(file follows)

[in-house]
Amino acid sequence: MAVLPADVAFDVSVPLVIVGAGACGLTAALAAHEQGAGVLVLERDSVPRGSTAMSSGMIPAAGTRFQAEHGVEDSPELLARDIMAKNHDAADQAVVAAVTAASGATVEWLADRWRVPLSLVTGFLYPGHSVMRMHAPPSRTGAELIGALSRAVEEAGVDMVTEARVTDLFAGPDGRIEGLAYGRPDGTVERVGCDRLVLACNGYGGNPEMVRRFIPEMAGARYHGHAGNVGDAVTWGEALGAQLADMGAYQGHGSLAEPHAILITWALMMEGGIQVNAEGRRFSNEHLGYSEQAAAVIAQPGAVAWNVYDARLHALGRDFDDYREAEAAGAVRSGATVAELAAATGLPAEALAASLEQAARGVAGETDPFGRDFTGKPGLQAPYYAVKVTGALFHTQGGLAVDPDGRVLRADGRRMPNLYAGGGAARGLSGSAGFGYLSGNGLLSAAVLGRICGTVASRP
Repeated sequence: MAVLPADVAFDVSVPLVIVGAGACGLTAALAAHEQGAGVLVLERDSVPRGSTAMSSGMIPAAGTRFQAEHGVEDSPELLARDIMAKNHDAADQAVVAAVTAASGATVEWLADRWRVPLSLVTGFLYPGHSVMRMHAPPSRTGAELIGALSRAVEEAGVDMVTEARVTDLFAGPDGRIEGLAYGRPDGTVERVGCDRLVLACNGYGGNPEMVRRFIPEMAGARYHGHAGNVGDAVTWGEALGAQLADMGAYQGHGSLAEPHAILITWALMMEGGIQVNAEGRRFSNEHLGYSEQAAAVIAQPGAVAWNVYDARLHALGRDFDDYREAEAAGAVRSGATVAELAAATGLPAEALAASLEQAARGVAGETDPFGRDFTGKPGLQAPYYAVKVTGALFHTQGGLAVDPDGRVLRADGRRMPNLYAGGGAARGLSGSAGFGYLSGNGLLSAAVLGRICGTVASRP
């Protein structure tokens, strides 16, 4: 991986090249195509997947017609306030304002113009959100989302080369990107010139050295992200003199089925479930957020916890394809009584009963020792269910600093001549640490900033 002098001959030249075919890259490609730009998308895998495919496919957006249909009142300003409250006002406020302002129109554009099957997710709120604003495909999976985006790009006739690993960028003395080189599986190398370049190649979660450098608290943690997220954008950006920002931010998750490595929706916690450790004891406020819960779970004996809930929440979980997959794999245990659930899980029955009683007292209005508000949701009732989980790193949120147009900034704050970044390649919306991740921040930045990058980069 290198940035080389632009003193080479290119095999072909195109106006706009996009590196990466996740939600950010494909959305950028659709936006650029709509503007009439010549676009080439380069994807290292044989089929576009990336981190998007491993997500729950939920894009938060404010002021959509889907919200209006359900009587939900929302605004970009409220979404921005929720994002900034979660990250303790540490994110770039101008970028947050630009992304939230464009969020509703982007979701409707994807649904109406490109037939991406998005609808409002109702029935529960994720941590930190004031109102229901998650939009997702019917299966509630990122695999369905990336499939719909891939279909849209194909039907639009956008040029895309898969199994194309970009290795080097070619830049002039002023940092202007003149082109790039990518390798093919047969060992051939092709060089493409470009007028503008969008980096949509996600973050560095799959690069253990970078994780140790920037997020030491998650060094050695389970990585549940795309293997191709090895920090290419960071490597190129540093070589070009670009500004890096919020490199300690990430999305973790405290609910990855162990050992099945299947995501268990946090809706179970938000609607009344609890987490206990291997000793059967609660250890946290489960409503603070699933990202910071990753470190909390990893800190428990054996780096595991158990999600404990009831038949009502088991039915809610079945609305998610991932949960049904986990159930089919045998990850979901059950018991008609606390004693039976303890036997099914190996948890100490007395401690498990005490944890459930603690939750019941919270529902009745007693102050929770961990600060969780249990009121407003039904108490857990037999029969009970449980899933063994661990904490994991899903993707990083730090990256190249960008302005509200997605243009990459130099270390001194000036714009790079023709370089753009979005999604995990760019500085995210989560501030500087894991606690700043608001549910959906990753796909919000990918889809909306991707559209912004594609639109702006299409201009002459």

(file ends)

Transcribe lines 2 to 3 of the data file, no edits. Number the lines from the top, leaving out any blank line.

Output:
Amino acid sequence: MAVLPADVAFDVSVPLVIVGAGACGLTAALAAHEQGAGVLVLERDSVPRGSTAMSSGMIPAAGTRFQAEHGVEDSPELLARDIMAKNHDAADQAVVAAVTAASGATVEWLADRWRVPLSLVTGFLYPGHSVMRMHAPPSRTGAELIGALSRAVEEAGVDMVTEARVTDLFAGPDGRIEGLAYGRPDGTVERVGCDRLVLACNGYGGNPEMVRRFIPEMAGARYHGHAGNVGDAVTWGEALGAQLADMGAYQGHGSLAEPHAILITWALMMEGGIQVNAEGRRFSNEHLGYSEQAAAVIAQPGAVAWNVYDARLHALGRDFDDYREAEAAGAVRSGATVAELAAATGLPAEALAASLEQAARGVAGETDPFGRDFTGKPGLQAPYYAVKVTGALFHTQGGLAVDPDGRVLRADGRRMPNLYAGGGAARGLSGSAGFGYLSGNGLLSAAVLGRICGTVASRP
Repeated sequence: MAVLPADVAFDVSVPLVIVGAGACGLTAALAAHEQGAGVLVLERDSVPRGSTAMSSGMIPAAGTRFQAEHGVEDSPELLARDIMAKNHDAADQAVVAAVTAASGATVEWLADRWRVPLSLVTGFLYPGHSVMRMHAPPSRTGAELIGALSRAVEEAGVDMVTEARVTDLFAGPDGRIEGLAYGRPDGTVERVGCDRLVLACNGYGGNPEMVRRFIPEMAGARYHGHAGNVGDAVTWGEALGAQLADMGAYQGHGSLAEPHAILITWALMMEGGIQVNAEGRRFSNEHLGYSEQAAAVIAQPGAVAWNVYDARLHALGRDFDDYREAEAAGAVRSGATVAELAAATGLPAEALAASLEQAARGVAGETDPFGRDFTGKPGLQAPYYAVKVTGALFHTQGGLAVDPDGRVLRADGRRMPNLYAGGGAARGLSGSAGFGYLSGNGLLSAAVLGRICGTVASRP